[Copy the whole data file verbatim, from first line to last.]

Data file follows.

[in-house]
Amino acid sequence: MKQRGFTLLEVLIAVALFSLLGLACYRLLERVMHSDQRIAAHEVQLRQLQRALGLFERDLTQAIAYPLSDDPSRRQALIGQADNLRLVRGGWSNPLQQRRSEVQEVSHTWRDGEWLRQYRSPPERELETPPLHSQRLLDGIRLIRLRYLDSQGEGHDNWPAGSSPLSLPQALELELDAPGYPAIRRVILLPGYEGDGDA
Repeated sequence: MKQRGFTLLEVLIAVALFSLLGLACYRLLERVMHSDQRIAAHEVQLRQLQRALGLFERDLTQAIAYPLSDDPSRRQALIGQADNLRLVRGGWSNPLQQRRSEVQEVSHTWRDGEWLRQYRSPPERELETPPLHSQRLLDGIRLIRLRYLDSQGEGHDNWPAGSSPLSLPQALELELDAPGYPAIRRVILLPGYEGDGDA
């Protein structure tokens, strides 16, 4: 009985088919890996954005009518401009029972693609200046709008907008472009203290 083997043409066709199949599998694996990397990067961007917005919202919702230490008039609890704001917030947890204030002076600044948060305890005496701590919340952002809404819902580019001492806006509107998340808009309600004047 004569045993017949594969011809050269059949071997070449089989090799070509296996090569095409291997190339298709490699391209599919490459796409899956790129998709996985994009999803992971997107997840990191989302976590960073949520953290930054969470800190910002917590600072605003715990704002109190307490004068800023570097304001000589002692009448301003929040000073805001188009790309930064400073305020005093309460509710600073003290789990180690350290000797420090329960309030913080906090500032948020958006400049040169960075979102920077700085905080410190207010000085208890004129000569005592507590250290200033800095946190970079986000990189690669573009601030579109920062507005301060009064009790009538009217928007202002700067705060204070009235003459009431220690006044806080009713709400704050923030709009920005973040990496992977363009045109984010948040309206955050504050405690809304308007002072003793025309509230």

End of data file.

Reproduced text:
[in-house]
Amino acid sequence: MKQRGFTLLEVLIAVALFSLLGLACYRLLERVMHSDQRIAAHEVQLRQLQRALGLFERDLTQAIAYPLSDDPSRRQALIGQADNLRLVRGGWSNPLQQRRSEVQEVSHTWRDGEWLRQYRSPPERELETPPLHSQRLLDGIRLIRLRYLDSQGEGHDNWPAGSSPLSLPQALELELDAPGYPAIRRVILLPGYEGDGDA
Repeated sequence: MKQRGFTLLEVLIAVALFSLLGLACYRLLERVMHSDQRIAAHEVQLRQLQRALGLFERDLTQAIAYPLSDDPSRRQALIGQADNLRLVRGGWSNPLQQRRSEVQEVSHTWRDGEWLRQYRSPPERELETPPLHSQRLLDGIRLIRLRYLDSQGEGHDNWPAGSSPLSLPQALELELDAPGYPAIRRVILLPGYEGDGDA
């Protein structure tokens, strides 16, 4: 009985088919890996954005009518401009029972693609200046709008907008472009203290 083997043409066709199949599998694996990397990067961007917005919202919702230490008039609890704001917030947890204030002076600044948060305890005496701590919340952002809404819902580019001492806006509107998340808009309600004047 004569045993017949594969011809050269059949071997070449089989090799070509296996090569095409291997190339298709490699391209599919490459796409899956790129998709996985994009999803992971997107997840990191989302976590960073949520953290930054969470800190910002917590600072605003715990704002109190307490004068800023570097304001000589002692009448301003929040000073805001188009790309930064400073305020005093309460509710600073003290789990180690350290000797420090329960309030913080906090500032948020958006400049040169960075979102920077700085905080410190207010000085208890004129000569005592507590250290200033800095946190970079986000990189690669573009601030579109920062507005301060009064009790009538009217928007202002700067705060204070009235003459009431220690006044806080009713709400704050923030709009920005973040990496992977363009045109984010948040309206955050504050405690809304308007002072003793025309509230």